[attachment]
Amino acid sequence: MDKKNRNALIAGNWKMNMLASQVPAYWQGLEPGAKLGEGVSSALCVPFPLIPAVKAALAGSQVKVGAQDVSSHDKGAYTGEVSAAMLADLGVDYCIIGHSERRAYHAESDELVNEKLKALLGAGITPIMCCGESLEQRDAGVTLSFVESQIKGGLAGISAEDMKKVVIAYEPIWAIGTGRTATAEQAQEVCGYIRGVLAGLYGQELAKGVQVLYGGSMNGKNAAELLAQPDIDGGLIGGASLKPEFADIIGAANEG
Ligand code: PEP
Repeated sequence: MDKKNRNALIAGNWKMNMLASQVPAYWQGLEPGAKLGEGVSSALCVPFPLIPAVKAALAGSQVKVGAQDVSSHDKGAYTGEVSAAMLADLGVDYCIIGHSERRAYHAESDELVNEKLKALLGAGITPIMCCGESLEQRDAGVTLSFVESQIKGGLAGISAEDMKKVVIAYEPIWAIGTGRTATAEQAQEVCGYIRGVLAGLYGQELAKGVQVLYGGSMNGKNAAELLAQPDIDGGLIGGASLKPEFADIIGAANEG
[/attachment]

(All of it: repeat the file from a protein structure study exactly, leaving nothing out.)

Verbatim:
Amino acid sequence: MDKKNRNALIAGNWKMNMLASQVPAYWQGLEPGAKLGEGVSSALCVPFPLIPAVKAALAGSQVKVGAQDVSSHDKGAYTGEVSAAMLADLGVDYCIIGHSERRAYHAESDELVNEKLKALLGAGITPIMCCGESLEQRDAGVTLSFVESQIKGGLAGISAEDMKKVVIAYEPIWAIGTGRTATAEQAQEVCGYIRGVLAGLYGQELAKGVQVLYGGSMNGKNAAELLAQPDIDGGLIGGASLKPEFADIIGAANEG
Ligand code: PEP
Repeated sequence: MDKKNRNALIAGNWKMNMLASQVPAYWQGLEPGAKLGEGVSSALCVPFPLIPAVKAALAGSQVKVGAQDVSSHDKGAYTGEVSAAMLADLGVDYCIIGHSERRAYHAESDELVNEKLKALLGAGITPIMCCGESLEQRDAGVTLSFVESQIKGGLAGISAEDMKKVVIAYEPIWAIGTGRTATAEQAQEVCGYIRGVLAGLYGQELAKGVQVLYGGSMNGKNAAELLAQPDIDGGLIGGASLKPEFADIIGAANEG